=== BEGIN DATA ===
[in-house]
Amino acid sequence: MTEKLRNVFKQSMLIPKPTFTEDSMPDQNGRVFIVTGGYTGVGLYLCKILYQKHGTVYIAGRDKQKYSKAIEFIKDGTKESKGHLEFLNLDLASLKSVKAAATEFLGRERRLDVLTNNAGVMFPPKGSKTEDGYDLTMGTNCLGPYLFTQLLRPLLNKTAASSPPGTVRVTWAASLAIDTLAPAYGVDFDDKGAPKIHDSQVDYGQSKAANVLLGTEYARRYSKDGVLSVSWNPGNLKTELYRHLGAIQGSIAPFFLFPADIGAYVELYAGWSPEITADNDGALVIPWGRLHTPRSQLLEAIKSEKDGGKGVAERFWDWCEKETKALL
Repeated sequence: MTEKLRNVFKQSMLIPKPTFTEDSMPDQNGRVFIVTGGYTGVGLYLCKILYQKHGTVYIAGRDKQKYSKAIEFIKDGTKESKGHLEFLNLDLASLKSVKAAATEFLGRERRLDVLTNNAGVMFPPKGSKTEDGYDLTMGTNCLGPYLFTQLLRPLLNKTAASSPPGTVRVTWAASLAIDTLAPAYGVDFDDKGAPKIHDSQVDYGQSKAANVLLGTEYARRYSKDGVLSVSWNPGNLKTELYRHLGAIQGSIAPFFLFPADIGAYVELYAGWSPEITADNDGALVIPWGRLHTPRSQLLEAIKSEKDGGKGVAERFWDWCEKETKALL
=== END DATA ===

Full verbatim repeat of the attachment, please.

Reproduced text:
[in-house]
Amino acid sequence: MTEKLRNVFKQSMLIPKPTFTEDSMPDQNGRVFIVTGGYTGVGLYLCKILYQKHGTVYIAGRDKQKYSKAIEFIKDGTKESKGHLEFLNLDLASLKSVKAAATEFLGRERRLDVLTNNAGVMFPPKGSKTEDGYDLTMGTNCLGPYLFTQLLRPLLNKTAASSPPGTVRVTWAASLAIDTLAPAYGVDFDDKGAPKIHDSQVDYGQSKAANVLLGTEYARRYSKDGVLSVSWNPGNLKTELYRHLGAIQGSIAPFFLFPADIGAYVELYAGWSPEITADNDGALVIPWGRLHTPRSQLLEAIKSEKDGGKGVAERFWDWCEKETKALL
Repeated sequence: MTEKLRNVFKQSMLIPKPTFTEDSMPDQNGRVFIVTGGYTGVGLYLCKILYQKHGTVYIAGRDKQKYSKAIEFIKDGTKESKGHLEFLNLDLASLKSVKAAATEFLGRERRLDVLTNNAGVMFPPKGSKTEDGYDLTMGTNCLGPYLFTQLLRPLLNKTAASSPPGTVRVTWAASLAIDTLAPAYGVDFDDKGAPKIHDSQVDYGQSKAANVLLGTEYARRYSKDGVLSVSWNPGNLKTELYRHLGAIQGSIAPFFLFPADIGAYVELYAGWSPEITADNDGALVIPWGRLHTPRSQLLEAIKSEKDGGKGVAERFWDWCEKETKALL